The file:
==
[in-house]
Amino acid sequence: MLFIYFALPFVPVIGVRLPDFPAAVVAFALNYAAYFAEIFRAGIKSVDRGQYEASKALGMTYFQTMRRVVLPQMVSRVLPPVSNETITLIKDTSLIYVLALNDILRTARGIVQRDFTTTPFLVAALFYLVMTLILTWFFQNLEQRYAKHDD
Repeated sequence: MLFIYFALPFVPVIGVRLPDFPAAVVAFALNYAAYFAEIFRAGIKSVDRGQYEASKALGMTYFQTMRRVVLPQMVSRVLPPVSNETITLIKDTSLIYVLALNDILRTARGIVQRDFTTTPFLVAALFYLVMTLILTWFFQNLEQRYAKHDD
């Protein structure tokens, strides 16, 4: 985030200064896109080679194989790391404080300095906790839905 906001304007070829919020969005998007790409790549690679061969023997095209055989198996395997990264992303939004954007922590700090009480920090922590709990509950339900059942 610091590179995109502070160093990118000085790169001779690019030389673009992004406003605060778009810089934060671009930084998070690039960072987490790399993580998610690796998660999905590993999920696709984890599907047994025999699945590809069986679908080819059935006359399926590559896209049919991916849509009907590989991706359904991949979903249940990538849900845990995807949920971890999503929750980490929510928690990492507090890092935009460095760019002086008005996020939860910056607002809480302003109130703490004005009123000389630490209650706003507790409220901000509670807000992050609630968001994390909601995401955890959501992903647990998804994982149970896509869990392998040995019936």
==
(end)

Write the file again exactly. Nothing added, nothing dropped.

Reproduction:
[in-house]
Amino acid sequence: MLFIYFALPFVPVIGVRLPDFPAAVVAFALNYAAYFAEIFRAGIKSVDRGQYEASKALGMTYFQTMRRVVLPQMVSRVLPPVSNETITLIKDTSLIYVLALNDILRTARGIVQRDFTTTPFLVAALFYLVMTLILTWFFQNLEQRYAKHDD
Repeated sequence: MLFIYFALPFVPVIGVRLPDFPAAVVAFALNYAAYFAEIFRAGIKSVDRGQYEASKALGMTYFQTMRRVVLPQMVSRVLPPVSNETITLIKDTSLIYVLALNDILRTARGIVQRDFTTTPFLVAALFYLVMTLILTWFFQNLEQRYAKHDD
């Protein structure tokens, strides 16, 4: 985030200064896109080679194989790391404080300095906790839905 906001304007070829919020969005998007790409790549690679061969023997095209055989198996395997990264992303939004954007922590700090009480920090922590709990509950339900059942 610091590179995109502070160093990118000085790169001779690019030389673009992004406003605060778009810089934060671009930084998070690039960072987490790399993580998610690796998660999905590993999920696709984890599907047994025999699945590809069986679908080819059935006359399926590559896209049919991916849509009907590989991706359904991949979903249940990538849900845990995807949920971890999503929750980490929510928690990492507090890092935009460095760019002086008005996020939860910056607002809480302003109130703490004005009123000389630490209650706003507790409220901000509670807000992050609630968001994390909601995401955890959501992903647990998804994982149970896509869990392998040995019936």